not as renowned as ABC CloseUp, CBS Reports, or NBC White
Paper, NBC Reports offered in-depth investigations in
the prestige documentary tradition for nearly two decades and is
extensively woven into the history of documentaries and newsmagazines
on American network television. Introduced in 1972 as a regularly
scheduled series, this collection of investigative reports was designed
to probe and expose issues of the day. The series is notable as
much for its personnel as for its occasionally controversial content.
NBC Reports was also instrumental in the shift by network
news divisions from a long-form documentary commitment to "infotainment"
news hours, and eventually the stream of stylish network newsmagazines
that proliferated in the 1990s.
Reports initially shared a time slot with the newsmagazine First
Tuesday and an acclaimed historical documentary series America,
which was produced by the BBC and Time-Life Films. (America
moved to PBS for the 1974-75 season.) This scheduling technique
became common after 1968 when the networks began experimenting with
newsmagazines. News divisions wanted a program format that expanded
coverage of the day's headlines but did not warrant the in-depth
analysis of a documentary. The newsmagazines were intended to complement
the documentary and the evening newscasts. Network executives were
also searching for ways to fill programming hours and looked to
their news divisions as a source. One solution was to allocate a
time slot to the news division, which they filled with a combination
of newsmagazine and documentary programs, such as NBC Reports.
The series arrived after an era of protest against the media that
accompanied network television's coverage of the 1968 Democratic
National Convention in Chicago and the anti-media sentiment that
emanated from the administration of President Nixon. In this hostile
climate, the very first documentary offered by NBC Reports provoked
strong reactions. Pensions: The Broken Promise, which aired
12 September 1972, exposed inadequacies in national pension funds
that resulted in severe losses for veteran workers. The report won
a Peabody Award and praise from the American Bar Association. But
it was also investigated by the Nixon administration Federal Communications
Commission, in response to a complaint by the conservative media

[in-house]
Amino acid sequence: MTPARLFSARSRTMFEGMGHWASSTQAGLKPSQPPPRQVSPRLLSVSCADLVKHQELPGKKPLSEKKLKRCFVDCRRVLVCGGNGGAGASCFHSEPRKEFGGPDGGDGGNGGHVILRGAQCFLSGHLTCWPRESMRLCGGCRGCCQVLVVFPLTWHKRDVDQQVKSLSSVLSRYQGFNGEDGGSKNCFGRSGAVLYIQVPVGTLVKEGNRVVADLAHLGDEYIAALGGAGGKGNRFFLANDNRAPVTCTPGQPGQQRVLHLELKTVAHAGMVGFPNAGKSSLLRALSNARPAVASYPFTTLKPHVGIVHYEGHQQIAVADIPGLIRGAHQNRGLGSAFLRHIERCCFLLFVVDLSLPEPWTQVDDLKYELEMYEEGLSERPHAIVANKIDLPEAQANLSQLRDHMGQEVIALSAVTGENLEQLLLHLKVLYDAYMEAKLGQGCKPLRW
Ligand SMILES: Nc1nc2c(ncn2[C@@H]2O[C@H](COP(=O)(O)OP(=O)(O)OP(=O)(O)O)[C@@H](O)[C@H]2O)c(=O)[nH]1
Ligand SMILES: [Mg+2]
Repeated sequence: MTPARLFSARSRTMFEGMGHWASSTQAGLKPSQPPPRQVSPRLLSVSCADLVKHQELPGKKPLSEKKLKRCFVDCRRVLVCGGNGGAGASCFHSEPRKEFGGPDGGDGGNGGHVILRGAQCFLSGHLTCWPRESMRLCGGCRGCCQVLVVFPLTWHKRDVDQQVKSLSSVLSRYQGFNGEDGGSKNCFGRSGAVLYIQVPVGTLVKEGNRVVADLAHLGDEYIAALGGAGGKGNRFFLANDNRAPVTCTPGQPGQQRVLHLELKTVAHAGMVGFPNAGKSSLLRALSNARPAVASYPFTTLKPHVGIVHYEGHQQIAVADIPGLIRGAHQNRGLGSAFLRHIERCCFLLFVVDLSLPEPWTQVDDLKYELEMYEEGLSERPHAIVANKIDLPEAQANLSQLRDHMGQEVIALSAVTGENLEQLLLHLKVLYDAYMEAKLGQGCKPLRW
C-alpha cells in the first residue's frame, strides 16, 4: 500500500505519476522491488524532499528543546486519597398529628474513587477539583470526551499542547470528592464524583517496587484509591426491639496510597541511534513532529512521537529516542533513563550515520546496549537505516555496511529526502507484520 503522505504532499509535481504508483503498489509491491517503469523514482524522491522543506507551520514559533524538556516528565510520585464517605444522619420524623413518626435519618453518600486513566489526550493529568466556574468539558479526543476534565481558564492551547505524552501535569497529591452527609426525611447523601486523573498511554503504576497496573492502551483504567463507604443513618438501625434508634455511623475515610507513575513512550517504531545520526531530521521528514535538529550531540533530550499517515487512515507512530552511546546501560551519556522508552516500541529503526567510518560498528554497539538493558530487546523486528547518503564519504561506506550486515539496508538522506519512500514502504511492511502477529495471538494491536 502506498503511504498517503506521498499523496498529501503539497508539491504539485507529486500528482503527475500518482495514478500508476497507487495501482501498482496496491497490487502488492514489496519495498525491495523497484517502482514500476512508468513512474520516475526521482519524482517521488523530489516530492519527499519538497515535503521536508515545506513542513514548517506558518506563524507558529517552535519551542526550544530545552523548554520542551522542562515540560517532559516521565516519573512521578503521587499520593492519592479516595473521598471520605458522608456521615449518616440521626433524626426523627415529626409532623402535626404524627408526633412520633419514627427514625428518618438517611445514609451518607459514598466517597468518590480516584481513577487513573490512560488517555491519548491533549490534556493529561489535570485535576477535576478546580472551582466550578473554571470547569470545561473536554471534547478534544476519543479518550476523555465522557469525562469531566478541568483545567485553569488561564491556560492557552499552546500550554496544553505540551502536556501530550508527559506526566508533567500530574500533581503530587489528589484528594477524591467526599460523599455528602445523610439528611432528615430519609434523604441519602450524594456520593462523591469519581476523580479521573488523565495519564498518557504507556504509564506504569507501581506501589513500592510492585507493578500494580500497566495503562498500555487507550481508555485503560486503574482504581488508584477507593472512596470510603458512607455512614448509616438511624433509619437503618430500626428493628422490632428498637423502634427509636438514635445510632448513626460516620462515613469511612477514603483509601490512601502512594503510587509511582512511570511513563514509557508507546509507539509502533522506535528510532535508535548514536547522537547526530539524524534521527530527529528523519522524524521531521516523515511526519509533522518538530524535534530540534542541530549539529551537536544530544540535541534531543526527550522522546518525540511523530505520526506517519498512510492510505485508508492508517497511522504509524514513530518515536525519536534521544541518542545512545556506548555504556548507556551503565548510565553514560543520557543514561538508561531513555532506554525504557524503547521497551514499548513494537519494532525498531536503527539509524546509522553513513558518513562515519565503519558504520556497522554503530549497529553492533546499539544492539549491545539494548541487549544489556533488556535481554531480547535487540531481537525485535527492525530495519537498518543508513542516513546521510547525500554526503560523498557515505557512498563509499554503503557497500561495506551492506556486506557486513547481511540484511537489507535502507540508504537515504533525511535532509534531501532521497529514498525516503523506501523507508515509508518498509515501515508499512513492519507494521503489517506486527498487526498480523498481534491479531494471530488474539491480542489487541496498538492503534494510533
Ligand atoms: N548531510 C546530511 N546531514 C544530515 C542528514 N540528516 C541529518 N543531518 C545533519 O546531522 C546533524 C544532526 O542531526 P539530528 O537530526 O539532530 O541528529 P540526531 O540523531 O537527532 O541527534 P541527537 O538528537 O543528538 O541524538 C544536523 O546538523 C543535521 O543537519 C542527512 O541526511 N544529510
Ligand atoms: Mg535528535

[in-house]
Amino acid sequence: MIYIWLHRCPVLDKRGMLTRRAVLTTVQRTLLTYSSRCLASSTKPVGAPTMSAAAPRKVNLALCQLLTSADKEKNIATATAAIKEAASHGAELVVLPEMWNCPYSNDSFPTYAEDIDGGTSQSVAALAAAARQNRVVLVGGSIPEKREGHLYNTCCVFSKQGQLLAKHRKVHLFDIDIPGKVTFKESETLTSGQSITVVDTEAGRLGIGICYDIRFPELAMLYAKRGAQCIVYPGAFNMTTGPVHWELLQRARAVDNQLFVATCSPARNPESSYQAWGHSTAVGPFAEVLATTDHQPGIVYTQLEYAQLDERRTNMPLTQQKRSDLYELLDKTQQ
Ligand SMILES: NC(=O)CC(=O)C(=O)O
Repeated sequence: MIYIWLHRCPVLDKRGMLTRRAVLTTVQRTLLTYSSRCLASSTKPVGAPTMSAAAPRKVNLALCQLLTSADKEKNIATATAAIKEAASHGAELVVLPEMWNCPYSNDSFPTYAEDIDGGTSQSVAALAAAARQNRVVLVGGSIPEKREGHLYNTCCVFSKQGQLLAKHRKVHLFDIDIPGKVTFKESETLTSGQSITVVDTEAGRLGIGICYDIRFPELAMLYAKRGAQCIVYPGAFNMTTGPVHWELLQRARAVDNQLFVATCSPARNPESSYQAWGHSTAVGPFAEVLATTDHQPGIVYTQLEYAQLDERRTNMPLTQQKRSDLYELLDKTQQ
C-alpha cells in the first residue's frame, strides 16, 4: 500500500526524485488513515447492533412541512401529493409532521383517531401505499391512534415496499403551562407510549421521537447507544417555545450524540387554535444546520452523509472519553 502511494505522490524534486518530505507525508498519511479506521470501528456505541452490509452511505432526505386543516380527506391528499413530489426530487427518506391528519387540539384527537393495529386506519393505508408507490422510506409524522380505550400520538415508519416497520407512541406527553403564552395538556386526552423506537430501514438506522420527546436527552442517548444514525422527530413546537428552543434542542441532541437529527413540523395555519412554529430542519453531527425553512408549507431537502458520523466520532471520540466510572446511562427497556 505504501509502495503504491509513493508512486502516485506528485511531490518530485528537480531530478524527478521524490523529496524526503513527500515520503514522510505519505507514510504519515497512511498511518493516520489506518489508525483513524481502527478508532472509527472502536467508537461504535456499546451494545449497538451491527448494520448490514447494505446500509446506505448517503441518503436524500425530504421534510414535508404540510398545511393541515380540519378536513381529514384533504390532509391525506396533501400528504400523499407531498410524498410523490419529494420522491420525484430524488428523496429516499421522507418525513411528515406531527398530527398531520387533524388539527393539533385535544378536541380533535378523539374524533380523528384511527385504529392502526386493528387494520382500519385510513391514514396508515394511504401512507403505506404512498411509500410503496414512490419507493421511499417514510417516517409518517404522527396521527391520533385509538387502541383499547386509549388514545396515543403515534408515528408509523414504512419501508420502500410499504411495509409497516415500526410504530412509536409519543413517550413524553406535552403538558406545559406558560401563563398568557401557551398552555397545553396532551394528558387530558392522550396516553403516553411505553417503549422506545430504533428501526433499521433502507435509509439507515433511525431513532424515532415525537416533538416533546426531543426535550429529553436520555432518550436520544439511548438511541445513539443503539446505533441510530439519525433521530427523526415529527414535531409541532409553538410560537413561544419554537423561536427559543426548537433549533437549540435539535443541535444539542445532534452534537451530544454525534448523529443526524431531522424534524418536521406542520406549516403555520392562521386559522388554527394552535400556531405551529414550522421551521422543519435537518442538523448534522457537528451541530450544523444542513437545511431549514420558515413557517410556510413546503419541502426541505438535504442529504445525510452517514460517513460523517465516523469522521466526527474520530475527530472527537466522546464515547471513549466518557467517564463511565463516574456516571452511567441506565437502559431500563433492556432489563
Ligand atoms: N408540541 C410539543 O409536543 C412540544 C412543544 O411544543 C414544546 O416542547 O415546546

watchdog group Accuracy in Media that the report was one-sided and
thus violated the Fairness Doctrine. The Supreme Court refused to
hear the case and in 1976 let stand a lower court ruling in favor
of NBC that the program had achieved reasonable balance.
number of distinguished producers worked on NBC Reports,
among them, Pam Hill, who did her final work on the series before
moving to ABC to produce ABC CloseUp; the prolific Robert (Shad)
Northshield, who went to CBS News in 1977 and developed the peerless
CBS Sunday Morning; Lucy Jarvis, who produced NBC documentaries
on international and domestic affairs, then left the network in
1976 to become an independent producer; Fred Freed, one of television's
outstanding documentarists; and Robert Rogers. Rogers, an award-winning
news writer, was a protégé of the documentarian Ted Yates, who was
killed in Jerusalem in 1967 while covering the Six-Day War. Rogers
continued to produce documentaries and newsmagazines and later became
manager of the NBC White Paper series.
Reports was later called NBC Report on America, an irregularly
scheduled documentary series that focused on life style and domestic
social issues. In 1987 the series aired two infamous documentaries
anchored by correspondent Connie Chung: Life in the Fat Lane,
a program on overeating and weight control, and Scared Sexless,
which examined American social mores after the occurrence of AIDS
and the decline of the sexual revolution of the 1960s.
programs, produced by Sid Feders, featured stylish treatments, including
computer graphics, popular music, quick pacing, and a minimum of
information. They also showcased a celebrity news anchor, in Connie
Chung, and popular entertainers, such as Alan Alda, Marcus Allen,
Nell Carter, Dom Deluise, Jane Fonda, Goldie Hawn, Tommy Lasorda,
Danny Sullivan, and Oprah Winfrey.
these programs shared characteristics with traditional documentaries--in
that they incrementally developed a thesis on a pressing social
issue--the decision to team celebrity news reporters with entertainment
idols and to evoke an aesthetic look that resembled prime-time entertainment
fare was highly successful in attracting large audiences and widespread
publicity. Other networks also experimented with this documentary
technique, but these NBC Report on America broadcasts led
the field in 1987 and demonstrated to network management that news
divisions could produce profitable programs. By the 1990s, the formula
evolved into a rush of prime-time newsmagazines that showcased glamorous
correspondents and popular topics on all the major commercial networks.
September 1972-September 1973 Tuesday 10:00-11:00
Daniel. Special Edition: A Guide To Network Television Documentary
Series And Special News Reports, 1955-1979. Metuchen, New Jersey:
Fred. The Good Guys, the Bad Guys, and the First Amendment.
New York: Random House, 1975.
Tom. "Documentaries Go Stylish." Electronic Media (Chicago),
1 February 1988.
_______________. Lowering the Voice of Reason: The Decline of
Network Television Documentaries in the Reagan Years. (Ph.D.
dissertation. Wayne State University, 1995.)
David. Special: Fred Freed and the Television Documentary.
New York: Macmillan, 1973.
See also Documentary